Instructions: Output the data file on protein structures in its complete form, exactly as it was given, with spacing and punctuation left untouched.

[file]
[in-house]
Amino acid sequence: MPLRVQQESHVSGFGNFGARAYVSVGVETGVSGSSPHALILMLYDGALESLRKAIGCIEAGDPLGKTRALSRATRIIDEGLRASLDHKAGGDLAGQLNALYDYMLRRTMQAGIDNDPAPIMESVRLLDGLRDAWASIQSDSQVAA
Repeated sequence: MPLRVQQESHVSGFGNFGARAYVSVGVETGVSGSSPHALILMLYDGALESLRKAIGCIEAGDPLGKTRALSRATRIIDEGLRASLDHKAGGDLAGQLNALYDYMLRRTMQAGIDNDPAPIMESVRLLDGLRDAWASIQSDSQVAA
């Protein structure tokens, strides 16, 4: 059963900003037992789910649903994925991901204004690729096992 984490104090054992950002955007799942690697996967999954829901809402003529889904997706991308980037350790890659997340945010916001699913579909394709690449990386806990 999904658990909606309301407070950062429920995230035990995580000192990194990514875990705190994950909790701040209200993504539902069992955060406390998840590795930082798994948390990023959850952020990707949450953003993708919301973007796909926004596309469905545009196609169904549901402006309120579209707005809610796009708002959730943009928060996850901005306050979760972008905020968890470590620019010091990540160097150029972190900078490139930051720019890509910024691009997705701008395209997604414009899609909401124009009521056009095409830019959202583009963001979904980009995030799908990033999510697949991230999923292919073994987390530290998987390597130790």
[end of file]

[in-house]
Amino acid sequence: MPLRVQQESHVSGFGNFGARAYVSVGVETGVSGSSPHALILMLYDGALESLRKAIGCIEAGDPLGKTRALSRATRIIDEGLRASLDHKAGGDLAGQLNALYDYMLRRTMQAGIDNDPAPIMESVRLLDGLRDAWASIQSDSQVAA
Repeated sequence: MPLRVQQESHVSGFGNFGARAYVSVGVETGVSGSSPHALILMLYDGALESLRKAIGCIEAGDPLGKTRALSRATRIIDEGLRASLDHKAGGDLAGQLNALYDYMLRRTMQAGIDNDPAPIMESVRLLDGLRDAWASIQSDSQVAA
């Protein structure tokens, strides 16, 4: 059963900003037992789910649903994925991901204004690729096992 984490104090054992950002955007799942690697996967999954829901809402003529889904997706991308980037350790890659997340945010916001699913579909394709690449990386806990 999904658990909606309301407070950062429920995230035990995580000192990194990514875990705190994950909790701040209200993504539902069992955060406390998840590795930082798994948390990023959850952020990707949450953003993708919301973007796909926004596309469905545009196609169904549901402006309120579209707005809610796009708002959730943009928060996850901005306050979760972008905020968890470590620019010091990540160097150029972190900078490139930051720019890509910024691009997705701008395209997604414009899609909401124009009521056009095409830019959202583009963001979904980009995030799908990033999510697949991230999923292919073994987390530290998987390597130790």